It’s a well-known fact that actor and presenter John Barrowman used to spend a lot of his time on-set out-of-costume. When the news about Barrowman hanging out with his wang out hit, it was reported on by a number of media outlets.
It began as Noel Clark was being investigated for sexual misconduct (a claim that he denies, but is supported by 20 women he worked with), and during the Guardian’s digging, they uncovered a video of Clarke discussing Barrowman’s on-set exhibitionism.
“[He would] take his d**k out every five seconds” claimed Clark, before asking Doctor Who co-star Camille Coduri whether she remembered the time Barrowman “put it on your shoulder in the makeup truck”, to which she responded: “Yes, I do.”
Now, Barrowman is insisting that there wasn’t anything sexual behind his motives, and that he was just trying to maintain a “jokey atmosphere”. If showing your knob is what makes people laugh then we’re not so sure that’s a good thing…
In a new interview with the Daily Mail, Barrowman addressed the claims ‘for the first, and last time’.
“When I was doing a nude scene or a love scene it was clear in the script I’d be naked and everyone would have known about that at least 48 hours in advance.
“So I’d be waiting in my trailer wearing just a robe with a sock over my ‘parts’. Then, if I were standing waiting to film a scene where I needed to be nude and someone came into view, I’d make a joke to put them and myself at ease.
“My actions were simply designed to defuse any potential awkwardness among the cast and crew.”
“I’ve never been someone who’s embarrassed about his body so it didn’t bother me if anyone saw me naked.”
(Clearly, David Boreanaz felt the same).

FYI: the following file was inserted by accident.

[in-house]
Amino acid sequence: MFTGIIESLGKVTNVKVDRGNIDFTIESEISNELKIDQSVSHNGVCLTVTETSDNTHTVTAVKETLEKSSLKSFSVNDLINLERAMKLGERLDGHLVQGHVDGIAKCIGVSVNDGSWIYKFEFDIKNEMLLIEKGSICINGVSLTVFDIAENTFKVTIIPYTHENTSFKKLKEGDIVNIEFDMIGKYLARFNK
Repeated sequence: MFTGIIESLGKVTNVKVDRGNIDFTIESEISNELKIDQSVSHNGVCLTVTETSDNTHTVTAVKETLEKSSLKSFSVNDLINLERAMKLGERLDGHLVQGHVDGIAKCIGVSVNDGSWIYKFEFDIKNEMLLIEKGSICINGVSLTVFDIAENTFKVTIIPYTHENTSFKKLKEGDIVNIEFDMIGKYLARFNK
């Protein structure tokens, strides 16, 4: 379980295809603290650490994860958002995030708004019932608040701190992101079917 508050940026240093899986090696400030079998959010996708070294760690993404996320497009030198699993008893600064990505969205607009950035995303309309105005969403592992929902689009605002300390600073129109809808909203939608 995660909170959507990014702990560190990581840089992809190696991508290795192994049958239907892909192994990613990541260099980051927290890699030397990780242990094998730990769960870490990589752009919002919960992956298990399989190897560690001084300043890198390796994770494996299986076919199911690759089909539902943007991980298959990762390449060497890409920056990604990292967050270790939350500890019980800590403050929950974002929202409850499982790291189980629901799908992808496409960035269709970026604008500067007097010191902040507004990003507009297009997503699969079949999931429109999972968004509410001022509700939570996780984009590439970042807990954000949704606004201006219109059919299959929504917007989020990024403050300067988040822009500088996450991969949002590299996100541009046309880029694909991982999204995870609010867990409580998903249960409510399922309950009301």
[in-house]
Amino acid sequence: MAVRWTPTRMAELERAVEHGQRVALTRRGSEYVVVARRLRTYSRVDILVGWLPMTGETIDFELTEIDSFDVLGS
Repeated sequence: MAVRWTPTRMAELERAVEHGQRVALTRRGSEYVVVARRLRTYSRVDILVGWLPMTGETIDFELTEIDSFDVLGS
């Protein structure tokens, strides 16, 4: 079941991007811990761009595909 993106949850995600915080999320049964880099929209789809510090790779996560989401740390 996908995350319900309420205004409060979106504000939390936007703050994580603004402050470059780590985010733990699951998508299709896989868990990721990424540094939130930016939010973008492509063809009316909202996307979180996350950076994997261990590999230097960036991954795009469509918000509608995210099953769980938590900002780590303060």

“The motivation for what I’d call my ‘tomfoolery’ was to maintain a jokey atmosphere. There was absolutely nothing sexual about my actions and nor have I ever been accused of that.”
He went on to compare how if his behaviour was to have happened in a sports locker room that it would’ve been accepted. He also noted that it wouldn’t be accepted at an office job, and why theatre creates a unique environment.
‘In the theatre, quick costume changes happen in the wings all the time, with everyone stripping off to get into their new outfits in time for the next scene,’ he says. ‘Girls might be braless, boys only in jockstraps. That’s just how it is and no one gives it a second thought. But I accept that my behaviour at the time could have caused offense.’
Apparently, it did on some level. Exec producer Julie Gardner confronted Barrowman, reportedly telling him to “grow up”. Which he claims spurred an “overnight” change.
“I’d still be full of jokes and fun, but no more naked pranks,” he said. “I can see now my actions were pretty juvenile but this was a different time and it’s something I would not do today.”
Barrowman also hit out cancel culture claiming there’s “no grey area” to make space for forgiveness.